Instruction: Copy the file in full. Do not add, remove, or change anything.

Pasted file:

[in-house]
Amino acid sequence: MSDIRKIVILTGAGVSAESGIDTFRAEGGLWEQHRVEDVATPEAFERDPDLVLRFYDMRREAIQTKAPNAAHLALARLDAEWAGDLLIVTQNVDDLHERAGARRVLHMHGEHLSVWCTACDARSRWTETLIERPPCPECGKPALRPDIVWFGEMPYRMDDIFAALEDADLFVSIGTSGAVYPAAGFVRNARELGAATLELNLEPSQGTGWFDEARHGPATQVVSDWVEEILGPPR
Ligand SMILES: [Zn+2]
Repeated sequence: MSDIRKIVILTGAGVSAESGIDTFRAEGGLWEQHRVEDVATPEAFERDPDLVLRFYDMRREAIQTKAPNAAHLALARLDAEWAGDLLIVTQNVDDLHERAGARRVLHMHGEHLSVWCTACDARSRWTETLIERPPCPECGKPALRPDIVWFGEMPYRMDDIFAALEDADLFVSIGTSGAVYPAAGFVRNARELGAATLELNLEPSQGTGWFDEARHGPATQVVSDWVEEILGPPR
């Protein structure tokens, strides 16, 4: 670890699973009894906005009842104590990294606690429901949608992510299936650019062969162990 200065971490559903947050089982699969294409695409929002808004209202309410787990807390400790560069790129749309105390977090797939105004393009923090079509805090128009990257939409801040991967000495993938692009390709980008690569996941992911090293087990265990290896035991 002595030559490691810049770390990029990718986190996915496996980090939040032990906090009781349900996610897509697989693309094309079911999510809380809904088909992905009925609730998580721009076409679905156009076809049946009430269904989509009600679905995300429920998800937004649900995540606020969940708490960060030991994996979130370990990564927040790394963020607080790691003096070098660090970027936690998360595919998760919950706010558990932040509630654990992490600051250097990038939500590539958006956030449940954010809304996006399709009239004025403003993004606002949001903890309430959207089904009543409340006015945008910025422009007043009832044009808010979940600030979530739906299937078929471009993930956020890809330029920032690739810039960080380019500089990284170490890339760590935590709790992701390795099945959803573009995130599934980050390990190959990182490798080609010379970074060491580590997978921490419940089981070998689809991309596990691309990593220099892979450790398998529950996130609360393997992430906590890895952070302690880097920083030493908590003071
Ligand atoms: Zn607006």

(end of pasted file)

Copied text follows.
[in-house]
Amino acid sequence: MSDIRKIVILTGAGVSAESGIDTFRAEGGLWEQHRVEDVATPEAFERDPDLVLRFYDMRREAIQTKAPNAAHLALARLDAEWAGDLLIVTQNVDDLHERAGARRVLHMHGEHLSVWCTACDARSRWTETLIERPPCPECGKPALRPDIVWFGEMPYRMDDIFAALEDADLFVSIGTSGAVYPAAGFVRNARELGAATLELNLEPSQGTGWFDEARHGPATQVVSDWVEEILGPPR
Ligand SMILES: [Zn+2]
Repeated sequence: MSDIRKIVILTGAGVSAESGIDTFRAEGGLWEQHRVEDVATPEAFERDPDLVLRFYDMRREAIQTKAPNAAHLALARLDAEWAGDLLIVTQNVDDLHERAGARRVLHMHGEHLSVWCTACDARSRWTETLIERPPCPECGKPALRPDIVWFGEMPYRMDDIFAALEDADLFVSIGTSGAVYPAAGFVRNARELGAATLELNLEPSQGTGWFDEARHGPATQVVSDWVEEILGPPR
């Protein structure tokens, strides 16, 4: 670890699973009894906005009842104590990294606690429901949608992510299936650019062969162990 200065971490559903947050089982699969294409695409929002808004209202309410787990807390400790560069790129749309105390977090797939105004393009923090079509805090128009990257939409801040991967000495993938692009390709980008690569996941992911090293087990265990290896035991 002595030559490691810049770390990029990718986190996915496996980090939040032990906090009781349900996610897509697989693309094309079911999510809380809904088909992905009925609730998580721009076409679905156009076809049946009430269904989509009600679905995300429920998800937004649900995540606020969940708490960060030991994996979130370990990564927040790394963020607080790691003096070098660090970027936690998360595919998760919950706010558990932040509630654990992490600051250097990038939500590539958006956030449940954010809304996006399709009239004025403003993004606002949001903890309430959207089904009543409340006015945008910025422009007043009832044009808010979940600030979530739906299937078929471009993930956020890809330029920032690739810039960080380019500089990284170490890339760590935590709790992701390795099945959803573009995130599934980050390990190959990182490798080609010379970074060491580590997978921490419940089981070998689809991309596990691309990593220099892979450790398998529950996130609360393997992430906590890895952070302690880097920083030493908590003071
Ligand atoms: Zn607006």